From the German Federal Foreign Office, we proceeded to the Ministry of Defence where we had some form of ‘military drill’ while waiting for verification to enter into the Ministry building. By military drill, I mean waiting in the car park as heavy snow rained down on us and receiving military-style instructions to switch off all mobile devices and obey all rules. Our host at the Ministry of Defence was Mr. Holger Kasch, the Deputy Head, Security and Bilateral Relations Europe and America. The core of his talk related to the challenges of preventing conflict and managing conflict situations. He noted that the world is now interconnected and thus conflict in one region or country would likely have effects on others. He further explained that Germany is often under pressure to react to conflict in countries/regions surrounding or bordering Europe. We learned that, prior to the deployment of German troops, parliamentary approval must first be sought and obtained and this process takes time. He also stated that Germany has a multilateral approach in cooperation on arms control, disarmament and non-proliferation. He confirmed that there has been an incremental budget for defense in order to enable the German military take on more responsibilities in conflict zones abroad. From questions posed to Mr. Kasch and Mr. Schilbach of the Foreign office by CSMP students, it was interesting to learn that Germany has no plan, at least for now, to push for a permanent seat in the United Nations Security Council.
The final meeting of the day was at the Center for International Peace Operations (ZIF), where Mr. Tobias Pietz, the Deputy Head of Analysis introduced us to the work of the ZIF. The ZIF, amongst other roles, is responsible for preparing and analyzing policies for peace operations abroad, recruiting and training personnel for peace operations and reviewing the success or otherwise of the operations. Mr. Pietz provided interesting responses to questions asked by CSMP students on issues such as the duty of care, UN recruitments for peace operations, and the discipline (including the name and shame style) of peace operatives.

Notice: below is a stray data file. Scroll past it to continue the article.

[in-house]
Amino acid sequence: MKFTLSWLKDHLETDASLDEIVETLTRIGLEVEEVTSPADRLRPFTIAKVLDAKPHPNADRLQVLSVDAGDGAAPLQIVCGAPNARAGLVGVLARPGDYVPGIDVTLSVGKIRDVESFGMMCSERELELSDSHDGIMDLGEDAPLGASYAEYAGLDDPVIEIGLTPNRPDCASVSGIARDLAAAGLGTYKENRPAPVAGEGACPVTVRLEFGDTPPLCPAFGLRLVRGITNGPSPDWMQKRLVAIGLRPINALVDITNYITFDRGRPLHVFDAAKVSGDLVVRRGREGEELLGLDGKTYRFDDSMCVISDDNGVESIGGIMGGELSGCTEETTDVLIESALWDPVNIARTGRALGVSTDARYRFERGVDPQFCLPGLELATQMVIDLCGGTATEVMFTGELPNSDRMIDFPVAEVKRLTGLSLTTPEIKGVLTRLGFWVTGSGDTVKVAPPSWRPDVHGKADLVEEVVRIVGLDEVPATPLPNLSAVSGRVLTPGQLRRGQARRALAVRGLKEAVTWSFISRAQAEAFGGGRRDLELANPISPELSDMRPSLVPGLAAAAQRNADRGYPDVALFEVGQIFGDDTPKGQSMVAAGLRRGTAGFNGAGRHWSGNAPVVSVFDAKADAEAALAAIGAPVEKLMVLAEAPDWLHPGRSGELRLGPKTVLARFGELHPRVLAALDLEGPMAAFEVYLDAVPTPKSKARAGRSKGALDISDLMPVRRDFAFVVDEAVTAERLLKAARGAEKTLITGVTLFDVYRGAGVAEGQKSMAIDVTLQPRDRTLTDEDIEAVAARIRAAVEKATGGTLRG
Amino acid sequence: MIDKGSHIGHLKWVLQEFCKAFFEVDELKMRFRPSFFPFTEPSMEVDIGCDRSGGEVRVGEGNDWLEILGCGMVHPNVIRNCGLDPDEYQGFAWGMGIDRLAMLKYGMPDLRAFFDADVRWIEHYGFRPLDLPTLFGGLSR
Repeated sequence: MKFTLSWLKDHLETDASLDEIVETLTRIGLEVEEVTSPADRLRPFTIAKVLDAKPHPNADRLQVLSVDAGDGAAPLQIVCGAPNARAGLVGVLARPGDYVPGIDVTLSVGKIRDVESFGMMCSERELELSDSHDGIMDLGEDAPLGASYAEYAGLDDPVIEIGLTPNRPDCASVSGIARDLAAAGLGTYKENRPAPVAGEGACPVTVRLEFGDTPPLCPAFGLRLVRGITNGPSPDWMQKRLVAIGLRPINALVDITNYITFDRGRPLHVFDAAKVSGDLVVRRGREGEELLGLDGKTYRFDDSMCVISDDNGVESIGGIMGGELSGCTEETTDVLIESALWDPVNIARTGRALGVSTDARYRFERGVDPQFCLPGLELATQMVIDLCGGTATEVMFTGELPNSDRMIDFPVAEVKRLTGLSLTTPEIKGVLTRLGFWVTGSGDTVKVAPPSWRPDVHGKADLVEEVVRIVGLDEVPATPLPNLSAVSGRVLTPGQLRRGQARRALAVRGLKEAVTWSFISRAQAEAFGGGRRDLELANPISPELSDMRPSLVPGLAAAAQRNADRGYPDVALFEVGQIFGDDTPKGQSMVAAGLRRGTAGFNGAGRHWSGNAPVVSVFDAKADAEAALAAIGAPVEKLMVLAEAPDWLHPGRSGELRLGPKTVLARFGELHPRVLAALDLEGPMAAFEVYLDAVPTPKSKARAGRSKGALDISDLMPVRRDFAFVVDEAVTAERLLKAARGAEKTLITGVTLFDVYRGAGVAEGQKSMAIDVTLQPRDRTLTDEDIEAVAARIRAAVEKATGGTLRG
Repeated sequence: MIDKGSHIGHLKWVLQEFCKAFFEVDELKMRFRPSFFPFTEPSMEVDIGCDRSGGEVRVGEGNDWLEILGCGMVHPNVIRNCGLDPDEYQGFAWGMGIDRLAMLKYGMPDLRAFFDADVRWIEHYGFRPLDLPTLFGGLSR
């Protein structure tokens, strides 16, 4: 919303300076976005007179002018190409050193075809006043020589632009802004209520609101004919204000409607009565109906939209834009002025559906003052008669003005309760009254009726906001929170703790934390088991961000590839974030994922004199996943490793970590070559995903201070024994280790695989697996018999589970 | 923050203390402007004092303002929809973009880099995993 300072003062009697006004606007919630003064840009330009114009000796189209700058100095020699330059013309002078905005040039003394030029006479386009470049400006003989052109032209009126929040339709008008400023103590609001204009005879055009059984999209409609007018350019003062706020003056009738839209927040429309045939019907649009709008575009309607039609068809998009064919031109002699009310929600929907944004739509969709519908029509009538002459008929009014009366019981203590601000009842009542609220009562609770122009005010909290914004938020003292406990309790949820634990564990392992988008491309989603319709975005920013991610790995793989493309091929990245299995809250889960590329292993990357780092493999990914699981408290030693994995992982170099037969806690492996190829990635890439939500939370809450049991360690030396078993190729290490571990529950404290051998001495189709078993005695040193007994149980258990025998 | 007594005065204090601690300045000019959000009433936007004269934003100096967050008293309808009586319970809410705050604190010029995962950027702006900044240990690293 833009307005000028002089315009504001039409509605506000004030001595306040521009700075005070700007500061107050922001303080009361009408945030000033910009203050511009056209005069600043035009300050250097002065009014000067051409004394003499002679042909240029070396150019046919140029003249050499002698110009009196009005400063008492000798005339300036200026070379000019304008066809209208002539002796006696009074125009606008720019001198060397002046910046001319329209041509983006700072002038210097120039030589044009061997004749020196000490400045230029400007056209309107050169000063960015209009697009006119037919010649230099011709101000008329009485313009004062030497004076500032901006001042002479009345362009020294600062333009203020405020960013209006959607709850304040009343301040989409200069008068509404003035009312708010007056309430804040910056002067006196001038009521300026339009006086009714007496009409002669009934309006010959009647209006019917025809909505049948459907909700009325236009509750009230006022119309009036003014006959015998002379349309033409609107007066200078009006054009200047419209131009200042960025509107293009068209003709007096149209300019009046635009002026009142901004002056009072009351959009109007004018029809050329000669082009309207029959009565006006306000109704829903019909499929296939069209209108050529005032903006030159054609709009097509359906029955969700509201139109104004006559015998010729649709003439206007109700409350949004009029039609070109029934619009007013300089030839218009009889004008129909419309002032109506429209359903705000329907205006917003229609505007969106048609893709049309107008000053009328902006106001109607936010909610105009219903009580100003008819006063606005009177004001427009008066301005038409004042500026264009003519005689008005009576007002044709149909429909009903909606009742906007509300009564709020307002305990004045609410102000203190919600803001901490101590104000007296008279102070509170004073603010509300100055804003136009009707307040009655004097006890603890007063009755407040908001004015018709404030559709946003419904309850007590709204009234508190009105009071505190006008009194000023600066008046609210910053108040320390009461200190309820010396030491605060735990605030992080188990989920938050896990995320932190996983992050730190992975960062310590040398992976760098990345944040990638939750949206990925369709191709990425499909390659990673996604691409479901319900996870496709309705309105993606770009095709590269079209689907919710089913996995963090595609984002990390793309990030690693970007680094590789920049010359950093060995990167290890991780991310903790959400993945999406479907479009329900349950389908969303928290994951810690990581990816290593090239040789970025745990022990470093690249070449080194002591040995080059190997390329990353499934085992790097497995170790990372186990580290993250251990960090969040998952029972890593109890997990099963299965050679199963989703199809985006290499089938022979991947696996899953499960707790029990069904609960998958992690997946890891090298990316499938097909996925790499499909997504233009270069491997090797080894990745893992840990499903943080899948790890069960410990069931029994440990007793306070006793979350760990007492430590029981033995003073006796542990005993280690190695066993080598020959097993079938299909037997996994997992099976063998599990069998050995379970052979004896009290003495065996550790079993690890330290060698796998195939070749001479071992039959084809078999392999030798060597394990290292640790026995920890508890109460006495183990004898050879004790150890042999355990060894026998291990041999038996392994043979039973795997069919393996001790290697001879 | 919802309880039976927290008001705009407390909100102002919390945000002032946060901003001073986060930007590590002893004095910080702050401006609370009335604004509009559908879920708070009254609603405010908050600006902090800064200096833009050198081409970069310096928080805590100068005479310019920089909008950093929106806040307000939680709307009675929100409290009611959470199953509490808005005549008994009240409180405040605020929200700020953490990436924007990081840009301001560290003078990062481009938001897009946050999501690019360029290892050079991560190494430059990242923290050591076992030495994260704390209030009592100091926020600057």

From the ZIF, we went to the German Bundestag where we watched a life parliamentary debate on ‘Digitalization in Agriculture’. A tour of the roof-terrace of the Bundestag (with an amazing view of the city) was the final event for the day, even as we learned that we could not return to Erfurt that night as planned, as trains were canceled due to a storm.
Here are some of the reviews from CSMP students:
“The trip to Berlin gave me valuable insight into the different roles that Germany plays abroad and watching the debate in the Bundestag was a great ending to an educational experience” – Andrew Colclough, USA
“It was indeed a good trip with colleagues as this could be the last trip together as a set of CSMP student of the 2016 set. The highlight of the trip for me was the visit to the Ministry of Defence and ZIF which gave me exposure to the German government policy on peacebuilding” – Adedamola David Adejobi, Nigeria
“The CSMP Berlin trip was highly informative and adventurous. The opportunity to interact with diplomats/officers who directly deal with peace operations abroad helped me understand Germany’s stand on various issues. I enjoyed the time in Berlin, with the storm giving us an extra day to explore Berlin” – Georgy Varghese, India
“The trip to Berlin was easily the best experience I’ve had so far as part of the WBS. The schedule was hectic and the weather was anything but congenial; however, we were able to consolidate an impressive array of meetings into a single day. Our first impression upon emerging from the U-Bahn was the Brandenburg Tor, a spectacularly lit icon of heritage and prominence. Our meetings during the next day were equally inspiring, gaining first-hand insight of the priorities of two of the country’s most influential ministries. Striding through those institutions of power was uniquely encouraging. Culminating the day’s events by climbing to the top of the Bundestag dome to survey the urban sprawl filled me with an unparalleled sense of privilege and prospect.” – Chris Ehling, USA